Petman humanoid robot

Boston Dynamics has been releasing video after video of its Petman humanoid robot performing a variety of tests, but something has always been missing: clothes. No longer. The company has today released a new video that demonstrates the robot can not only wear clothes, but make you never look at a hazmat suit the same way again. As the company notes, the testing isn’t just for Petman — thanks to some DoD funding, it’s using the robot to test suits like this in hazardous conditions, with an array of sensors on the robot itself able to detect chemicals leaking through the suit. Sit down, and head on past the break to see the video for yourself.

Designed for testing chemical protection clothing the agile of  movement Petman is essential to simulate how a soldier stresses protective clothing under realistic conditions. But what is fascinating about this project is the uncanny aspect to PETMAN. There’s a threatening quality to it, another reminder of how we’re inexorably headed towards the creation of a true humanoid robot.

Unlike previous suit testers that had a limited repertoire of motion and had to be supported mechanically, Petman balances itself and moves freely; walking, bending and doing a variety of suit-stressing calisthenics during exposure to chemical warfare agents. Petman also simulates human physiology within the protective suit by controlling temperature, humidity and sweating, all to provide realistic test conditions.

Boston Dynamics’s Petman has been under development for a while now, but this is our first opportunity to see him decked out in full battle gear.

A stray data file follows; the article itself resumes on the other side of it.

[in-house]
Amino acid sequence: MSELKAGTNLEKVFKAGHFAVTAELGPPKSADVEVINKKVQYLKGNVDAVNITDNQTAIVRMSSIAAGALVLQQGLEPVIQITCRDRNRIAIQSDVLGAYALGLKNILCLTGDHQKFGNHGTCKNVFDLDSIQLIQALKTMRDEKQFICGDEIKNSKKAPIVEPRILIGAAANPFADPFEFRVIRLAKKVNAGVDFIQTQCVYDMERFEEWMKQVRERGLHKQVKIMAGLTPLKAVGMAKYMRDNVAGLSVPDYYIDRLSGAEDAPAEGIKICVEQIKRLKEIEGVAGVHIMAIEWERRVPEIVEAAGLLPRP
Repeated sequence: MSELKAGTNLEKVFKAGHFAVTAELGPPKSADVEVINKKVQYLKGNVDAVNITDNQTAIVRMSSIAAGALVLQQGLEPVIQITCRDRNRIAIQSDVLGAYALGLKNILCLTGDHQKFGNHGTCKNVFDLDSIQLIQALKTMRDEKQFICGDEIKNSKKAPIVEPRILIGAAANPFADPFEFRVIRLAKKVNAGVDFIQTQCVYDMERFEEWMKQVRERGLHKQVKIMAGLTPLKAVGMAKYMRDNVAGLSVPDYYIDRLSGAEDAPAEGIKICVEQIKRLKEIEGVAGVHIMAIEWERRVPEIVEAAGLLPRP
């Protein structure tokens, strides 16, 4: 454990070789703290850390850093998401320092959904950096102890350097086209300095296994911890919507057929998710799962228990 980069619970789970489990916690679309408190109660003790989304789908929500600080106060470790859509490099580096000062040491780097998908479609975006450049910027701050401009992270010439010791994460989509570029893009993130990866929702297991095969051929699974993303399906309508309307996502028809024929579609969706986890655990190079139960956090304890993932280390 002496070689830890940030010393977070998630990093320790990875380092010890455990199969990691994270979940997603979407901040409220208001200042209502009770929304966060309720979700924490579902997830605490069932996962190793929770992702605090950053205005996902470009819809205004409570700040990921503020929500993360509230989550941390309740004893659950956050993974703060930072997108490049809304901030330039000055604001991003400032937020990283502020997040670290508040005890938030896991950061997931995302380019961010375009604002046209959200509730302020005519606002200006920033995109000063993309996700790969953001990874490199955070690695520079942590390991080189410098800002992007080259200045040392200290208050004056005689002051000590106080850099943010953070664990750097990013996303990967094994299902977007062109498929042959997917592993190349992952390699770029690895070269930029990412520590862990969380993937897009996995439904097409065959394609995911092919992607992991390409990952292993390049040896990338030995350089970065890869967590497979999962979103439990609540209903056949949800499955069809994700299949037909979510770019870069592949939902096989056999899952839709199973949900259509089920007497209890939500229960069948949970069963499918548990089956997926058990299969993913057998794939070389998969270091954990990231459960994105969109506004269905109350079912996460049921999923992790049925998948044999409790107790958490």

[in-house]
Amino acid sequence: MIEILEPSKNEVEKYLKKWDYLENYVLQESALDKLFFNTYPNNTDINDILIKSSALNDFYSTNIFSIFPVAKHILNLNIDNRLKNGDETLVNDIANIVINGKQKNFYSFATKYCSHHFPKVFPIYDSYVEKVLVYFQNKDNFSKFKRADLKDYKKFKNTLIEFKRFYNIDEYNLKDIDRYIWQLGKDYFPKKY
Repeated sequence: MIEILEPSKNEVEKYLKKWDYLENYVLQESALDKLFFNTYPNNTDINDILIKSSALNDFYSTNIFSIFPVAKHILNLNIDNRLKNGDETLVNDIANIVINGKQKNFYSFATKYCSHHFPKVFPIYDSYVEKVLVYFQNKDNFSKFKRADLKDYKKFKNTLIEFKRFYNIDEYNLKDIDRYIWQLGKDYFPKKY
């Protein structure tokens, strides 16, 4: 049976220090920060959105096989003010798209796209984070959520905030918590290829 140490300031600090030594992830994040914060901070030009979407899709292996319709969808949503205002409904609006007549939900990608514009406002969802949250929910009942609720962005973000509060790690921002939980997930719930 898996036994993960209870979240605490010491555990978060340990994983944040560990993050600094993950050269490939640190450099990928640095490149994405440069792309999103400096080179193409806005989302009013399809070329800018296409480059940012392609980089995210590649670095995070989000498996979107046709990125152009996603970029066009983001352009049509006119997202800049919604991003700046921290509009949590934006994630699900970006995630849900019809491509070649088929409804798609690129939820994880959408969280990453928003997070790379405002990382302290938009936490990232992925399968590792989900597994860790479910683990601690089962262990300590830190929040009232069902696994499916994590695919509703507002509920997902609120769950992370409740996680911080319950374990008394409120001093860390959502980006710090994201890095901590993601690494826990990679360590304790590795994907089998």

The DoD funded Boston Dynamics says the humanoid robot is being used to test the performance of protective clothing designed for hazardous environments. Petman has sensors embedded in its skin to detect any chemicals that might leak through the suit. The skin can also maintain a micro-climate inside the suit by sweating and regulating temperature.

The Petman system was delivered to the user’s test facility where it is going through validation experiments. Boston Dynamics’ partners for the program are MRIGlobal, Measurement Technologies Northwest, Smith Carter CUH2A (SCC), and HHI Corporation.

About Art Selectronic

Art Selectronic is an artist-led initiative, that supports grass-roots contemporary art that remains unswayed by fashion, trends or the whims of government funding. The project involves ongoing research into the placing of contemporary art, it’s audiences and it’s relationship to the everyday. We place great emphasis on context. Our mission is to support new works of contemporary art and foster an audience from a wide range of backgrounds.
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